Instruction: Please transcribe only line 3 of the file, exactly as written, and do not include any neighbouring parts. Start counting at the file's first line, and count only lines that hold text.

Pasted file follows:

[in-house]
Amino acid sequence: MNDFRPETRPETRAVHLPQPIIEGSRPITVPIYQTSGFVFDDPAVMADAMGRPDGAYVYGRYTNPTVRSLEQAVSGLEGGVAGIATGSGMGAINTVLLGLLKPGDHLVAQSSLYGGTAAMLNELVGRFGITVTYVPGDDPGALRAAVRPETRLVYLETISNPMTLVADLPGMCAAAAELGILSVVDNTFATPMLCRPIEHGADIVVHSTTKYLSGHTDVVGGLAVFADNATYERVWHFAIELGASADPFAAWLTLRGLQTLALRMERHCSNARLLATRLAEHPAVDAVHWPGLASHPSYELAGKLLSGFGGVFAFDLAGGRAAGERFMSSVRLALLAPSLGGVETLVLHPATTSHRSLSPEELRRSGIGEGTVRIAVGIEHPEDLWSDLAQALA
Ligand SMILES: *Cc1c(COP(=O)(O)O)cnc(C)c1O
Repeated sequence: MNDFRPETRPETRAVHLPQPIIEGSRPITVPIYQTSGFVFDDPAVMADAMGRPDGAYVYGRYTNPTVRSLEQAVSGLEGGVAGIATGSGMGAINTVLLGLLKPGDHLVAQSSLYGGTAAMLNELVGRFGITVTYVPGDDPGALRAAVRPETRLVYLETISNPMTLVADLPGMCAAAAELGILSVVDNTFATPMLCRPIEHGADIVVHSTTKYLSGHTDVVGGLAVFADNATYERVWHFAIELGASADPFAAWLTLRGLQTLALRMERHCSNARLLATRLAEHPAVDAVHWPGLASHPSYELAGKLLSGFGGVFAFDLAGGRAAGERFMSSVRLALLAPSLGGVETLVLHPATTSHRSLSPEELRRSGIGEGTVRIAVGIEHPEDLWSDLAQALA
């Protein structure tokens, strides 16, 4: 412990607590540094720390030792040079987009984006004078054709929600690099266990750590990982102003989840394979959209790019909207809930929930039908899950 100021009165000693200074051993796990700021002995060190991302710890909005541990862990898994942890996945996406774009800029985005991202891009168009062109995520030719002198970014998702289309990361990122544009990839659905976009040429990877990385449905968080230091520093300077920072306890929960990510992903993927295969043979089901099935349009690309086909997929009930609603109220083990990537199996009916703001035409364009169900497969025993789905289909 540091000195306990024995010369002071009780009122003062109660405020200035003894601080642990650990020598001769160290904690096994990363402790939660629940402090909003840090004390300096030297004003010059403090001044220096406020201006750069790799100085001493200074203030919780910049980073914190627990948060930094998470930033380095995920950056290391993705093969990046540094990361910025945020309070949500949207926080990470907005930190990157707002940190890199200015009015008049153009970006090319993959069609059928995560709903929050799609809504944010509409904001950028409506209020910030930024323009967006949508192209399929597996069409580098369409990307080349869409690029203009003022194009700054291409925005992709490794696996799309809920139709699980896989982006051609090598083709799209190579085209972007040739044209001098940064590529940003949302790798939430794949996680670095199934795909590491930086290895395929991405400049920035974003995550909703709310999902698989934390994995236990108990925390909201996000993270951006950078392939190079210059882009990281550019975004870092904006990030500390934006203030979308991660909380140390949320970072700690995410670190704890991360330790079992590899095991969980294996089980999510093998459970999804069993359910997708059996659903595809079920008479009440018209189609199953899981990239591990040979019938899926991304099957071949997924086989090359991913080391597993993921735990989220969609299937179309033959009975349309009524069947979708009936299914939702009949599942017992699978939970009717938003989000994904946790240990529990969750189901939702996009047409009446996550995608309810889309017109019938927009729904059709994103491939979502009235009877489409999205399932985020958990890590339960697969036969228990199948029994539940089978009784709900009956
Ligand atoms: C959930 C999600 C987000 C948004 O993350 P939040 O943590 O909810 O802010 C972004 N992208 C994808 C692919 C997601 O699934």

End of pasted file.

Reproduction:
Ligand SMILES: *Cc1c(COP(=O)(O)O)cnc(C)c1O